back to article Court doc typo 'reveals' Julian Assange may have been charged in US

An apparent cut-and-paste error has revealed that American prosecutors may have already filed criminal charges against cupboard-dwelling WikiLeaks fugitive Julian Assange. In what appears to be a unrelated case filed in a Virginia district court against someone accused of child molestation, a motion to seal that case – the …

  1. Will Godfrey Silver badge
    WTF?

    Well he's a bit of an arse, but...

    Wasn't this exactly what he said would happen?

  2. macjules Silver badge
    Black Helicopters

    Re: Well he's a bit of an arse, but...

    It must be terrible to know that he always was quite right, they really are out to get him.

  3. Lee D Silver badge

    Re: Well he's a bit of an arse, but...

    Er...

    Yes,.

    And the problem with that is...?

    The *RUBBISH* was that he would be forcibly extradited against the UK's will, or attacked or shot or killed or something.

    But charges were always possible and pretty much inevitable.

    To apply them to him, they have to apply for extradition. To the UK. Who approve or not based on law. Like everyone else.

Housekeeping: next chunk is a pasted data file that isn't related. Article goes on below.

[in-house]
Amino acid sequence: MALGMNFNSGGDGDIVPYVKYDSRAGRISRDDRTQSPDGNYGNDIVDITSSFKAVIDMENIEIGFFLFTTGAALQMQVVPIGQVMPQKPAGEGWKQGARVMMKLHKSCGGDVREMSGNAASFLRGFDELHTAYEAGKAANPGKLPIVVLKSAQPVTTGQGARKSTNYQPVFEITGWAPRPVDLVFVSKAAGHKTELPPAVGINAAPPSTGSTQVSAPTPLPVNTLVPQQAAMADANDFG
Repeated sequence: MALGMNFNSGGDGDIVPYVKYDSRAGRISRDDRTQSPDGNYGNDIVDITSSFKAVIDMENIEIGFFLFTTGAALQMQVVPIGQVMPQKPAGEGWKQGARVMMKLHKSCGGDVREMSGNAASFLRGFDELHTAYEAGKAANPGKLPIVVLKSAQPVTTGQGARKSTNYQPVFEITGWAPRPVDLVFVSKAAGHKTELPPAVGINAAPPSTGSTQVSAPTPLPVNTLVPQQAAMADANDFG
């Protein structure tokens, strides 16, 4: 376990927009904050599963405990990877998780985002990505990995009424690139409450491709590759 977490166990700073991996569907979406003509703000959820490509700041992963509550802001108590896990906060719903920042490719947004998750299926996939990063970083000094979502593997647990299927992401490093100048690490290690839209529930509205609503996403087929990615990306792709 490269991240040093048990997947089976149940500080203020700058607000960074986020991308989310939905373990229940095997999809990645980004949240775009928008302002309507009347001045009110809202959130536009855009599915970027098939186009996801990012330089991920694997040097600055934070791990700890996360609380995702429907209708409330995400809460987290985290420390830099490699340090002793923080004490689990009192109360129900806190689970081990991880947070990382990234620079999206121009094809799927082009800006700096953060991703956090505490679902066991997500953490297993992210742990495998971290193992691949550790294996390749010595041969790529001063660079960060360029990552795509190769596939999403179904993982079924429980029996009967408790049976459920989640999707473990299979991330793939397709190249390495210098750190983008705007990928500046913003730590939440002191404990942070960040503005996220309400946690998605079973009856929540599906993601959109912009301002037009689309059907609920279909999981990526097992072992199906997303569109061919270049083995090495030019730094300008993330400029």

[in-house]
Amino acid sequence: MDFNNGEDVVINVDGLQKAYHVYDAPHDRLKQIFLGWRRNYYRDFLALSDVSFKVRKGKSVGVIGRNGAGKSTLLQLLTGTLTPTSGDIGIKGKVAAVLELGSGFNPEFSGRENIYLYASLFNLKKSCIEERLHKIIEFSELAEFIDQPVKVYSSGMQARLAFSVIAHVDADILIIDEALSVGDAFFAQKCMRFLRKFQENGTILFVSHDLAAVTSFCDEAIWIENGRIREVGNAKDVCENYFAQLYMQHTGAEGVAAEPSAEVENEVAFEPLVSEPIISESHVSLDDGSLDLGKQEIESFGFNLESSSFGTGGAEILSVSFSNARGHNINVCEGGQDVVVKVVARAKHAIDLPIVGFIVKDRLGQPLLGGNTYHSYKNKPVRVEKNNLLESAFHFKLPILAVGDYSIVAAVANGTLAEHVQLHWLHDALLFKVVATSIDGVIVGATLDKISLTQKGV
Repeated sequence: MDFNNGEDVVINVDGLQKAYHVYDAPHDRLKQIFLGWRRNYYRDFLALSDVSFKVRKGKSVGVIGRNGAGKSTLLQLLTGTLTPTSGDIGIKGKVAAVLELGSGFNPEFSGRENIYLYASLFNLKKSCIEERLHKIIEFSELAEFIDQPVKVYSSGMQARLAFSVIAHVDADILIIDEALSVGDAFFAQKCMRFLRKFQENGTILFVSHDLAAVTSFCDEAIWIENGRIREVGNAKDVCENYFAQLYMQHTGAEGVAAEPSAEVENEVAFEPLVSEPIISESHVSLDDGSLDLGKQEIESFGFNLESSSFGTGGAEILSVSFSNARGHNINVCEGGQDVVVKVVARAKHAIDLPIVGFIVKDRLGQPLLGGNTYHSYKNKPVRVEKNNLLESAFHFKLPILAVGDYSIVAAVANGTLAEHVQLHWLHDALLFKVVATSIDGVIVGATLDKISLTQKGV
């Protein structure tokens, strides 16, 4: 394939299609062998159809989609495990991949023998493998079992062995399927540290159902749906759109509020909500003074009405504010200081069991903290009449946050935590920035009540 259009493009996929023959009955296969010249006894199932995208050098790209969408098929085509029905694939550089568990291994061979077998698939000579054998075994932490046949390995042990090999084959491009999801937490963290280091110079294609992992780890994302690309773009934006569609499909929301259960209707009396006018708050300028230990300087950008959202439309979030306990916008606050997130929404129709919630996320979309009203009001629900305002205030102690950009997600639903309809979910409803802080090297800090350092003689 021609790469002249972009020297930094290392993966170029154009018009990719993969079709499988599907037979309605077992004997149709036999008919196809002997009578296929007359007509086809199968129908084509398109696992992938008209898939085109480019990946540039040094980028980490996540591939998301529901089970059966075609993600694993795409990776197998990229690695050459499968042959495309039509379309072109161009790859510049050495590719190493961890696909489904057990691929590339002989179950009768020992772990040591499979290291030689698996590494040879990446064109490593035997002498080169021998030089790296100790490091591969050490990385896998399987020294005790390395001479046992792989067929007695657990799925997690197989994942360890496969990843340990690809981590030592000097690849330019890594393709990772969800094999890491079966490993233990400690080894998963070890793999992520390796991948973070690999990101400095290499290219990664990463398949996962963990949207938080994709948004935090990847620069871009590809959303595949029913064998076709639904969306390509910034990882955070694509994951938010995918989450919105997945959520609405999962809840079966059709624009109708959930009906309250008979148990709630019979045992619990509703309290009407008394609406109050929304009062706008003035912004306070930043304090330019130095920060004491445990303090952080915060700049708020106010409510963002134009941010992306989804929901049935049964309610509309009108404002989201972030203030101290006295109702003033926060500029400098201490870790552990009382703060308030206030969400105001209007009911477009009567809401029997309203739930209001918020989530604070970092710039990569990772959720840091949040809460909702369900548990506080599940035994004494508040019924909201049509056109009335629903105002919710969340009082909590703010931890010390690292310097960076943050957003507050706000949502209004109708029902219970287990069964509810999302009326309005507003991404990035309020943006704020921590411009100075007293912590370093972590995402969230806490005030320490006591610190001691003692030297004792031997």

What you've done is taken his hyperbole and spin and applied it to "US charges someone who revealed US classified information, and then MAYBE asks for their extradition to face US charges". Which is totally non-shocking, non-news, and non-exciting.

    Assange, however, was claiming that he'll be "extraordinarily renditioned" or murdered. Which has been utter tripe. And that's obvious because the bloke is stuck in a VERY VERY public place that he cannot ever leave and gives interviews out of his balcony... hardly the actions of someone who fears being sniped.

  4. Doctor Syntax Silver badge

    Re: Well he's a bit of an arse, but...

    "Wasn't this exactly what he said would happen?"

    AFAICR this was his excuse for jumping bail despite the fact that he'd been in the UK for some time and no extradition had been filed. And despite the fact that the US would have found it much easier to file while he was in the UK than Sweden and the latter, because of the EAW, would have had first dibs on him. When exactly were these charges filed? We don't know but if this is a recent typo it's likely that it was recently. Back when he first painted himself into a corner he was far more likely to have been punished by being ignored.